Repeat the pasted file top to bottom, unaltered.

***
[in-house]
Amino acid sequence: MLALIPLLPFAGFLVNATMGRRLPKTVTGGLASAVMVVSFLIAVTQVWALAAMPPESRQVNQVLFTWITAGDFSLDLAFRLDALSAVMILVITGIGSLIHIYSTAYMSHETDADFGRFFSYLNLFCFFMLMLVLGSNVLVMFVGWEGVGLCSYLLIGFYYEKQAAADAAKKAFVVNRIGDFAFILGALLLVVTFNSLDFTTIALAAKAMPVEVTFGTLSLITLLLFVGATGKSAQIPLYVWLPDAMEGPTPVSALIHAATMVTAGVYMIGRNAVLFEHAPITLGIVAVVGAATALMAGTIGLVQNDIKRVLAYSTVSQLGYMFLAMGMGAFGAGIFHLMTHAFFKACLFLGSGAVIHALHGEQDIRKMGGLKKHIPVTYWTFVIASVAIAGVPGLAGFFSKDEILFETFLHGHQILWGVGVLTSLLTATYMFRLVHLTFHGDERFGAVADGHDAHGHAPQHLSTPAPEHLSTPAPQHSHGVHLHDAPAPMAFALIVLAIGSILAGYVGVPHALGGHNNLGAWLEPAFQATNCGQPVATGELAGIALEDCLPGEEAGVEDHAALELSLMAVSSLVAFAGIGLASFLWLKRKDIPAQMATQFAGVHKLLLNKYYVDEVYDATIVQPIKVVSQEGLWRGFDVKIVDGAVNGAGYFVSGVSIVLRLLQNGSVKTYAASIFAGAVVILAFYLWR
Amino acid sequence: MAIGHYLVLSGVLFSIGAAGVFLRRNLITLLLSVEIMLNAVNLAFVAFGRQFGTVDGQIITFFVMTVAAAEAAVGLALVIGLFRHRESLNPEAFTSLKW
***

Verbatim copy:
[in-house]
Amino acid sequence: MLALIPLLPFAGFLVNATMGRRLPKTVTGGLASAVMVVSFLIAVTQVWALAAMPPESRQVNQVLFTWITAGDFSLDLAFRLDALSAVMILVITGIGSLIHIYSTAYMSHETDADFGRFFSYLNLFCFFMLMLVLGSNVLVMFVGWEGVGLCSYLLIGFYYEKQAAADAAKKAFVVNRIGDFAFILGALLLVVTFNSLDFTTIALAAKAMPVEVTFGTLSLITLLLFVGATGKSAQIPLYVWLPDAMEGPTPVSALIHAATMVTAGVYMIGRNAVLFEHAPITLGIVAVVGAATALMAGTIGLVQNDIKRVLAYSTVSQLGYMFLAMGMGAFGAGIFHLMTHAFFKACLFLGSGAVIHALHGEQDIRKMGGLKKHIPVTYWTFVIASVAIAGVPGLAGFFSKDEILFETFLHGHQILWGVGVLTSLLTATYMFRLVHLTFHGDERFGAVADGHDAHGHAPQHLSTPAPEHLSTPAPQHSHGVHLHDAPAPMAFALIVLAIGSILAGYVGVPHALGGHNNLGAWLEPAFQATNCGQPVATGELAGIALEDCLPGEEAGVEDHAALELSLMAVSSLVAFAGIGLASFLWLKRKDIPAQMATQFAGVHKLLLNKYYVDEVYDATIVQPIKVVSQEGLWRGFDVKIVDGAVNGAGYFVSGVSIVLRLLQNGSVKTYAASIFAGAVVILAFYLWR
Amino acid sequence: MAIGHYLVLSGVLFSIGAAGVFLRRNLITLLLSVEIMLNAVNLAFVAFGRQFGTVDGQIITFFVMTVAAAEAAVGLALVIGLFRHRESLNPEAFTSLKW